Illustration: Aïda Amer/Axios
Girls are facing the brunt of a rise in online bullying.
By the numbers: "21% of girls in middle and high school reported being bullied online or by text message in the 2016-17 school year, compared with less than 7% of boys," AP notes, citing Department of Education data. Two years earlier, "16% of girls between 12 and 18 said they were bullied online, compared with 6% of boys."
Why it matters: Well-meaning parents and educators are left to effectively play whack-a-mole.
- In states like Texas and California, broad cyberbullying laws have been passed — and schools are increasingly adding strict cyberbullying rules.
The big picture: A generation of kids is growing up not knowing life without the social pressure and power that comes with online social networks, notes Axios' Stef Kight.
- Social media has enabled youth activism in this generation, but has also been linked to bullying, mental health issues and rising suicide rates among young people.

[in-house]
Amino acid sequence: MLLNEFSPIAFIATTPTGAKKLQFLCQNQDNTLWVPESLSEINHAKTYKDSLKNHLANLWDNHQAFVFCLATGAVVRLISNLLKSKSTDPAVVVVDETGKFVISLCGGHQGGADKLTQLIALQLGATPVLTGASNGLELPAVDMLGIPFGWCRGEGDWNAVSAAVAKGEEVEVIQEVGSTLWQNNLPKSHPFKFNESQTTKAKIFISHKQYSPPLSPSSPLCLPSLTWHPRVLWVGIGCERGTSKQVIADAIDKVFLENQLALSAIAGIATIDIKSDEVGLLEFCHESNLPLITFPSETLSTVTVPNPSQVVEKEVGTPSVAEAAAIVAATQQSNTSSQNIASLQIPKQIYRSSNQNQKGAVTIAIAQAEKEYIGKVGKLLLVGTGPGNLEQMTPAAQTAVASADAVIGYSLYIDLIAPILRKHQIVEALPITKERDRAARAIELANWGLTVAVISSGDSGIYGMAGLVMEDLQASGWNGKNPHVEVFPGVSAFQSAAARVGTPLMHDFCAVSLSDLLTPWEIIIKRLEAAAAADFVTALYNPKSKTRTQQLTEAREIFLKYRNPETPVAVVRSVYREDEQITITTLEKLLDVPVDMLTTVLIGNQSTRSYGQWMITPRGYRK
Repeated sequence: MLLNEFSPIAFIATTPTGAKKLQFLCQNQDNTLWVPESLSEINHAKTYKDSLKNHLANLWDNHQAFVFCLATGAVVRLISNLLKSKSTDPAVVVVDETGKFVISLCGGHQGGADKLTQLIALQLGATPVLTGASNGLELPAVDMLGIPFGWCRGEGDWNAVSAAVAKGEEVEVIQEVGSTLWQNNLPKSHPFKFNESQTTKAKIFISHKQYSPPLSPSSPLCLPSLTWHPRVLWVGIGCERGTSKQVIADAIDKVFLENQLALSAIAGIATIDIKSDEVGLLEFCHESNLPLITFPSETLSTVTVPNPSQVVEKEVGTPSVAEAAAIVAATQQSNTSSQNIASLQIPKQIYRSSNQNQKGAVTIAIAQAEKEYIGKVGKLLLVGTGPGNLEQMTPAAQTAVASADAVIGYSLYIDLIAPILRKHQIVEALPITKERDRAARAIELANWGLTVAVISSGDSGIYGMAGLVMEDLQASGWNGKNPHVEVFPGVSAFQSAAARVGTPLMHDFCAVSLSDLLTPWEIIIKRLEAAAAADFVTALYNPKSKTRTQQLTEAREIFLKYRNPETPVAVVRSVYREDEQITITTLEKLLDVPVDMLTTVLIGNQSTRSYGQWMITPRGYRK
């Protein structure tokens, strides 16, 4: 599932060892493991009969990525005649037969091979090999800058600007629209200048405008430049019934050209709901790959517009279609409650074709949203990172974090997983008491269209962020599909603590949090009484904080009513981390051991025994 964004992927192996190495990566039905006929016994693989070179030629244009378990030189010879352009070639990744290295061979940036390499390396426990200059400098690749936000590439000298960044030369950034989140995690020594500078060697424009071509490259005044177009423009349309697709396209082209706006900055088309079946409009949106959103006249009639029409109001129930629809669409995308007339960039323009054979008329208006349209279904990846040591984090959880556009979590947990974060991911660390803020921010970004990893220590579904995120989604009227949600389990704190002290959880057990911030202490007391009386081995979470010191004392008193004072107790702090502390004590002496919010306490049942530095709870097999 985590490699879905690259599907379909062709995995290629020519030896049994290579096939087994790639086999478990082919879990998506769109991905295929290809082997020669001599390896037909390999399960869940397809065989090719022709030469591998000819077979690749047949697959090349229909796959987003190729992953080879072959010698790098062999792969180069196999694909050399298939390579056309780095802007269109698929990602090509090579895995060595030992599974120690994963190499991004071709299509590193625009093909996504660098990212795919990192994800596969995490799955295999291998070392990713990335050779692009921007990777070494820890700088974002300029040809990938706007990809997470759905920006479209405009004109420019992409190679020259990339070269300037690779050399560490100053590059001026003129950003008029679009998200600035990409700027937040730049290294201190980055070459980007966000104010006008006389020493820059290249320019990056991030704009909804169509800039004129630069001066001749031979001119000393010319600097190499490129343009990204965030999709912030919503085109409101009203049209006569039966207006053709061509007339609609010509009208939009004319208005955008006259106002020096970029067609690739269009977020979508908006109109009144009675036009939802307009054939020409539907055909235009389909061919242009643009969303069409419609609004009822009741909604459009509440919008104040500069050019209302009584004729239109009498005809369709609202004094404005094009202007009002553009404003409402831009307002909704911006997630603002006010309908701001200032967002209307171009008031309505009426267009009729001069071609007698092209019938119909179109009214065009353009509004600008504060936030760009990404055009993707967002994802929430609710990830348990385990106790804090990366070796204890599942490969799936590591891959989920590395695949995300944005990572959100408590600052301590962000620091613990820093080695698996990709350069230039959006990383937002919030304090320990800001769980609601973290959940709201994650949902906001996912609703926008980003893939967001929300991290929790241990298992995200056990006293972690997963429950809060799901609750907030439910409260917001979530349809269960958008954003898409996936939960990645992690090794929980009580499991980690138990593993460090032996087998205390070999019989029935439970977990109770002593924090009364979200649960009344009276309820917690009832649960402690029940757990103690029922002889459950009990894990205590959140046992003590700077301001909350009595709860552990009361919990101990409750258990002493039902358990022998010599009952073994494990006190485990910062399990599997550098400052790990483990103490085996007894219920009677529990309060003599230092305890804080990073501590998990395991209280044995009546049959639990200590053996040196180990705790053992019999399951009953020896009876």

Between the lines: These online platforms make it easier than ever to bully each other and it also allows you to do it anonymously so you can be mean and hurt people without the "uncool" look of being a bully, Axios' Juliet Bartz tells me.
- Kind Campaign founder Lauren Paul told the AP 90% of the stories she hears while working in schools are of girls bullied by other girls.
- One girl even created fake profiles to like her social posts, fearing that her friends would exclude her otherwise.
The bottom line: The pressures long faced by teen girls — from the clothes you wear at school to who you hang with— are now on a bigger stage, Axios' Kia Kokalitcheva said.
- It's also your Instagram photos and whether your Snapchats and photos are popular.
Go deeper: Devices dominate teenagers' social lives